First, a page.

“The Constitution says that a candidate must receive a majority of the state delegations to win,” Pelosi wrote. “We must achieve that majority of delegations or keep the Republicans from doing so.”

Pelosi has also raised the issue repeatedly in recent weeks with her leadership team. Other senior House Democrats told Politico they’d heard about these concerns from colleagues in recent weeks.

“We’re trying to win every seat in America, but there are obviously some places where a congressional district is even more important than just getting the member into the U.S. House of Representatives,” said Rep. Jamie Raskin (D-MD), a constitutional lawyer.

...Under the Constitution, the winner of the presidential election isn’t officially chosen until Congress certifies the Electoral College vote total on Jan. 6, 2021. That vote comes several days after the newly elected Congress is sworn in, meaning the delegation totals will change to reflect the winners of House races in November.

If neither Biden nor Trump has secured the 270 electoral votes required to win, the newly seated House delegations will then cast votes to determine a winner. States whose delegations reach a tie vote are not counted.

Goal ThermometerBut it’s more than a math equation. If the House is asked to resolve an Electoral College stalemate, the country will be witnessing one of harshest exercises of raw power in history. If Democrats retain control of the House, they could opt against seating potential members whose elections remain contested, even if state officials say otherwise.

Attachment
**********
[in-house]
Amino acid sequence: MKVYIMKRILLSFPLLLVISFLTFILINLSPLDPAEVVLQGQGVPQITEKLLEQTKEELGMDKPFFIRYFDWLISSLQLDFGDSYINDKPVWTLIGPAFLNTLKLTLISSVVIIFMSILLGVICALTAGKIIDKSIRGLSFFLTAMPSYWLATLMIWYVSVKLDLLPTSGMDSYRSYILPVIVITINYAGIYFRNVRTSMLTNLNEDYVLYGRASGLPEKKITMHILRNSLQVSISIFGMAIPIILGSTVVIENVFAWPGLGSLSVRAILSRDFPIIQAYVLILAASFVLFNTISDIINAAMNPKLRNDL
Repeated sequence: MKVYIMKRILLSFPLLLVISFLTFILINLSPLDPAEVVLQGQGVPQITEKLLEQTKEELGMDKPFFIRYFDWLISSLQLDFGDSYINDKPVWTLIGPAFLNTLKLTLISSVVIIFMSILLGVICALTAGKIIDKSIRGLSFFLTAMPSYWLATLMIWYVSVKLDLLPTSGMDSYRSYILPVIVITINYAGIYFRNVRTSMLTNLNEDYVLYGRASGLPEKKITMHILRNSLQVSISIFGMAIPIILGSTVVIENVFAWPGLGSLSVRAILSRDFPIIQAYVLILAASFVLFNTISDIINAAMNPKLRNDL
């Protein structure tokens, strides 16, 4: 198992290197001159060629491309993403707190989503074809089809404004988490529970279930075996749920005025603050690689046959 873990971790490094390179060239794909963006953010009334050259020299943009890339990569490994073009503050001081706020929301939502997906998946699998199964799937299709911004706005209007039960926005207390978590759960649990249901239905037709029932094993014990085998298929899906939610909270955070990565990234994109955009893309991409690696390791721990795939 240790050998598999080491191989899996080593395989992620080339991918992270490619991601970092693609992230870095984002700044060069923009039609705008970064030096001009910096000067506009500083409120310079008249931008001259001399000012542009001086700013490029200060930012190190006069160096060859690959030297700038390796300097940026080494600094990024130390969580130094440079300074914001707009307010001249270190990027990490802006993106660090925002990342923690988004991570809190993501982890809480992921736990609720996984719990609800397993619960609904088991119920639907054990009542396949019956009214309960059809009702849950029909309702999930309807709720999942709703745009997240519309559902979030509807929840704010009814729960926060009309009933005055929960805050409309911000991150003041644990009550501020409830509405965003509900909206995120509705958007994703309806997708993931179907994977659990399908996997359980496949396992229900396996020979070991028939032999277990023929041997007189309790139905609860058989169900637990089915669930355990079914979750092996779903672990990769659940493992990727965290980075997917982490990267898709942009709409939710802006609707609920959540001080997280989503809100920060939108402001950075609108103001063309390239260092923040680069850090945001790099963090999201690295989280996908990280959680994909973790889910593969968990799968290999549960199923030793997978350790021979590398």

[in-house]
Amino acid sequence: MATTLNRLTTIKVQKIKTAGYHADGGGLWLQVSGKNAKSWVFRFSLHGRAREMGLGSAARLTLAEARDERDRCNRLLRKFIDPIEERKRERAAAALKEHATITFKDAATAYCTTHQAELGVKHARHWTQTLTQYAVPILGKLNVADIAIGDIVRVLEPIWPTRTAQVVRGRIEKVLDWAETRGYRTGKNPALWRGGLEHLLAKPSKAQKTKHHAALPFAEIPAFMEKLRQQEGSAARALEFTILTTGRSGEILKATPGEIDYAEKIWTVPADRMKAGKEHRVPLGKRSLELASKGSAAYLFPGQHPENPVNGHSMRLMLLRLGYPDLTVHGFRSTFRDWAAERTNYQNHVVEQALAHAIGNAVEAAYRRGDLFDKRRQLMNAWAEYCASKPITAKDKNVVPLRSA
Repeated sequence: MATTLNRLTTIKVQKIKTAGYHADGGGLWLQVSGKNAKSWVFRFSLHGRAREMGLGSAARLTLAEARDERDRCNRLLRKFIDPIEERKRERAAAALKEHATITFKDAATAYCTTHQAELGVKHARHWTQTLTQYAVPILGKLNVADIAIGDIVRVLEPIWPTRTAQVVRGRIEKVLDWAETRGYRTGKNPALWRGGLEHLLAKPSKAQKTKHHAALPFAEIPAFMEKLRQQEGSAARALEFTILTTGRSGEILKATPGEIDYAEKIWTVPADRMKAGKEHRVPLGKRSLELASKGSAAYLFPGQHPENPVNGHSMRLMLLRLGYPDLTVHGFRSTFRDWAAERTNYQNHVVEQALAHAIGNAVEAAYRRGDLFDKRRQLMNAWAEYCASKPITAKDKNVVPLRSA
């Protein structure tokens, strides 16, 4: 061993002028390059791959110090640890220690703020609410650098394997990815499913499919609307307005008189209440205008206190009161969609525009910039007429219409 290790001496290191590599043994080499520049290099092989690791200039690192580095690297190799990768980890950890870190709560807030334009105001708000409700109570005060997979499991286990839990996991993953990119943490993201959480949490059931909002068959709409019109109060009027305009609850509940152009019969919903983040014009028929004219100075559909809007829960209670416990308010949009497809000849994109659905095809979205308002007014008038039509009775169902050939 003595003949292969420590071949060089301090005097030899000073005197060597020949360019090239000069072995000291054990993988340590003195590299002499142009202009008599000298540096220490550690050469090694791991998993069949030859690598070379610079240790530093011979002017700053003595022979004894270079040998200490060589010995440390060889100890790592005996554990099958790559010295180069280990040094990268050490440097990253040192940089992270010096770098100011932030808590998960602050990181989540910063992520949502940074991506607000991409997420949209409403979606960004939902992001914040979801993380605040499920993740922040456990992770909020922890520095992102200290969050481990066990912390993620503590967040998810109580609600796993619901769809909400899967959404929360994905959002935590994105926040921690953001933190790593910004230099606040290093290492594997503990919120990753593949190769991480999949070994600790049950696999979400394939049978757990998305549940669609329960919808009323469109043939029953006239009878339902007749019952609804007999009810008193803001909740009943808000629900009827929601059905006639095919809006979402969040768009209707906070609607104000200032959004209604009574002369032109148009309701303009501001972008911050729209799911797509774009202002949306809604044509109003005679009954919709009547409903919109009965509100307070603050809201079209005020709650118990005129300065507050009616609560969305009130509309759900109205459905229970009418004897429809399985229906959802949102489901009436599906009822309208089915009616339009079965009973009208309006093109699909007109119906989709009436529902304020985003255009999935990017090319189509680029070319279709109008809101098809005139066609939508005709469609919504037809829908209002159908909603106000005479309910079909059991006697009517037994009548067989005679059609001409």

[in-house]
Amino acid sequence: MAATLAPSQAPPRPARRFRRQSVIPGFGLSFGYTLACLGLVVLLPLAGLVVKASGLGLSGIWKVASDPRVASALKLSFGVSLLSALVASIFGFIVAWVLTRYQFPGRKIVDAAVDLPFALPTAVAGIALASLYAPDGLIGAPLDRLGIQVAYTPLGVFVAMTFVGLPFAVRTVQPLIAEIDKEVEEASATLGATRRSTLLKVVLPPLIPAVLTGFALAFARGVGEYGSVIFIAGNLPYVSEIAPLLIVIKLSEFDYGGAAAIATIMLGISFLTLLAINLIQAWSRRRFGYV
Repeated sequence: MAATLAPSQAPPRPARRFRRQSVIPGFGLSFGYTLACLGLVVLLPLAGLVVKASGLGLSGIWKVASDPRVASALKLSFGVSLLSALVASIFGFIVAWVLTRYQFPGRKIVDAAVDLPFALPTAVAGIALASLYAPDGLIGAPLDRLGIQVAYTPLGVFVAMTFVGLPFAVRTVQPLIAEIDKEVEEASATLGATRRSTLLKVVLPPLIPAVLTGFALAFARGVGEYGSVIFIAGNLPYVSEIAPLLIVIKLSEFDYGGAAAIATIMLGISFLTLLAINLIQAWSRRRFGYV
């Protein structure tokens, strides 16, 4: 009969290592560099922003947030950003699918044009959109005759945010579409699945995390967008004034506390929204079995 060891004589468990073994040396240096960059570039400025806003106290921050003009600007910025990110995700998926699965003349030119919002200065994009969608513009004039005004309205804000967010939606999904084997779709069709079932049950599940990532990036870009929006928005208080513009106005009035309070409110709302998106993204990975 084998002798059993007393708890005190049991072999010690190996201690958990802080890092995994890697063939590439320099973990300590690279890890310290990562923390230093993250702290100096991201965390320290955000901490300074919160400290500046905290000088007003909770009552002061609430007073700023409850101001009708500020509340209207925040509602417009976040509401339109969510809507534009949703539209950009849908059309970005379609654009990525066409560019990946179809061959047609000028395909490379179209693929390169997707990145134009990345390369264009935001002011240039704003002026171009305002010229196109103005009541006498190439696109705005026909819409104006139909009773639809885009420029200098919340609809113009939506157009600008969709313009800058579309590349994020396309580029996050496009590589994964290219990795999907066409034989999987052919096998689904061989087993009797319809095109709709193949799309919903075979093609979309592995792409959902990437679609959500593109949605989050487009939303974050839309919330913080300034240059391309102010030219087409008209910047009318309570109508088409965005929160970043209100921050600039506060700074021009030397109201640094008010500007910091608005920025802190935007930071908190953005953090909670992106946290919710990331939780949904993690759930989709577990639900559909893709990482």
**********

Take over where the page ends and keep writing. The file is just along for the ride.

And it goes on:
If you want to lend a hand with this strategy, I'd recommend a targeted, strategic contribution at the page the thermometer will take you to for these five progressive candidates: Adam Christensen (FL-03), Jon Hoadley (MI-06), JD Scholten (IA-04), Julie Oliver (TX-25) and Mike Siegel (TX-10). How about $25 split evenly between all five? Any one of these races could make the difference between the House electing Biden or Trump.

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At 8:11 AM, Anonymous Anonymous said...

The only thing of which I am certain after 40 years of observing the Democratic Party in the wild is they will certain bungle their opportunity rather than do what it takes to finally win one.

At 11:55 AM, Anonymous Anonymous said...

you realize you're asking if biden will reprise Tilden... who lost?

Not exactly consistent with all the sheepdogging that's been going on here telling the greenhouse how the democraps will win bigly because of trump's fuckups and evil.

Did Tilden acquiesce like a whipped puppy? if he did, you can predict that biden will reprise that role. The last democrap who kicked any ass was LBJ. And even HE pussied out on bringing treason charges against Nixon.